The Office for Coastal Management was established in 2014 when NOAA integrated the Coastal Services Center and the Office of Ocean and Coastal Resource Management. Dr. Jeff Payne is the Senior Executive Service director for the office, and under his leadership, the nation’s coastal management activities are coordinated to address the significant challenges affecting our coastal communities. All activities focus on constituent needs, creativity, effectiveness, and a commitment to a partnership approach to doing business.
Payne previously served as the deputy director of NOAA’s Coastal Services Center since 1998. During that time he also led the Southeast and Caribbean Regional Team, a NOAA-wide effort to improve the value of NOAA services to the Southeast region states, Puerto Rico, and U.S. Virgin Islands. From 2009 to 2010, he served as the acting deputy chief of staff for NOAA.
He was deputy director of NOAA's Office of Policy and Strategic Planning in Washington, D.C. and served in the Office of Management and Budget in the Executive Office of the President as the budget examiner for NOAA and the Marine Mammal Commission. He also served a year in the U.S. House of Representatives as the American Geophysical Union Congressional Science and Engineering Fellow.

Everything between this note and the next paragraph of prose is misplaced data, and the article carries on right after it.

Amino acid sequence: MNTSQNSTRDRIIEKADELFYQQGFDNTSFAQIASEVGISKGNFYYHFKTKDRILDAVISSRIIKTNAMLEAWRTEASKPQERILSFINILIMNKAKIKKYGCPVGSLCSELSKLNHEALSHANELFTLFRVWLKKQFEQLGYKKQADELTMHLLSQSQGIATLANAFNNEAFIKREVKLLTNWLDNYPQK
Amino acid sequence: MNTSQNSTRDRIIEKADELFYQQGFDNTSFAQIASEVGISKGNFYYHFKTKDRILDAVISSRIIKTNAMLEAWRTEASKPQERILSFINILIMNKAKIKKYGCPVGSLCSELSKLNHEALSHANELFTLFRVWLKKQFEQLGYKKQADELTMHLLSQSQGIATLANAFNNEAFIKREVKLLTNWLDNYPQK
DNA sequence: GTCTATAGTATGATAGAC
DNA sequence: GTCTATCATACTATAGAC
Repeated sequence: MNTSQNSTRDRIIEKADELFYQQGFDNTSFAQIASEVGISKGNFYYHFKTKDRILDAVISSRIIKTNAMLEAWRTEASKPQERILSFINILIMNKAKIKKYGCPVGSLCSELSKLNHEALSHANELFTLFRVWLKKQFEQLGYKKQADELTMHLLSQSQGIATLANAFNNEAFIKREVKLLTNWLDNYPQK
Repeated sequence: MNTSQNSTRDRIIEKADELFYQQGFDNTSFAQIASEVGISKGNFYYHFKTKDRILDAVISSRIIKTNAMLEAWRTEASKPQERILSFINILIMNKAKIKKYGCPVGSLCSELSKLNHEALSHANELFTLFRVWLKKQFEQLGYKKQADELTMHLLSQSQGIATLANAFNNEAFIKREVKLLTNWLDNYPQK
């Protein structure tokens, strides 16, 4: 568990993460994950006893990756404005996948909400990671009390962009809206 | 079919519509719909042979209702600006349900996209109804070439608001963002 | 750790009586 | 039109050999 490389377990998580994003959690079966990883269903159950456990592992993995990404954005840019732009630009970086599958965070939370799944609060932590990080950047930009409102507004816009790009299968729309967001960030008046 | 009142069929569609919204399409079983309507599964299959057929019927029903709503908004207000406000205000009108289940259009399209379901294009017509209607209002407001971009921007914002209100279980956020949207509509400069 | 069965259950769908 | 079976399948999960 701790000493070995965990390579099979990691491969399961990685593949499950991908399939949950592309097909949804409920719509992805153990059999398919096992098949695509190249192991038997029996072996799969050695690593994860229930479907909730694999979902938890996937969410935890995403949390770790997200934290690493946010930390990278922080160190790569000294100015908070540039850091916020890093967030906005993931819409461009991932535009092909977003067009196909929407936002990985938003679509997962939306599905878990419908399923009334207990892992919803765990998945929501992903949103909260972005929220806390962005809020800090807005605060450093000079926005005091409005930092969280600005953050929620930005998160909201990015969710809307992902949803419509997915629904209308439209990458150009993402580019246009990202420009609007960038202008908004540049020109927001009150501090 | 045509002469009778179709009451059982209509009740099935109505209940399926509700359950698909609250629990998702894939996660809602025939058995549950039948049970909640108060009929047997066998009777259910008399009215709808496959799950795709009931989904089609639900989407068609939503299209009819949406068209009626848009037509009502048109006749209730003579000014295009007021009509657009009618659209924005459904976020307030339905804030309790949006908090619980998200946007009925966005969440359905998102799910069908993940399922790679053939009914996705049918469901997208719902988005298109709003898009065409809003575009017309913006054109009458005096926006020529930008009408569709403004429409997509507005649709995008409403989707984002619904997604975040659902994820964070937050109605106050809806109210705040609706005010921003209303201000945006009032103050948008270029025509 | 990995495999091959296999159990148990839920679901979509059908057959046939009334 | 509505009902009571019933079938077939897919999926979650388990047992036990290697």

Payne is well respected among coastal and ocean science and management practitioners and serves as a subject matter expert on natural resource, community resilience, and climate adaptation issues. His current interagency appointments include the Federal Floodplain Management Task Force, Recovery Support Function Leadership Group, Mitigation Framework Leadership Group, Subcommittee on Ocean Science and Technology, and U.S.-Mexico Good Neighbor Environmental Board.
Payne received a doctorate in geophysical oceanography from Texas A&M University and a bachelor's degree in geology from West Virginia University. While at Texas A&M, he was employed by the Geodynamics Research Institute as a research associate. Payne has conducted extensive ship-based geological and geophysical research and consulting work, with 380 days logged at sea. He also has been widely published on scientific, technical, coastal management, and public policy topics.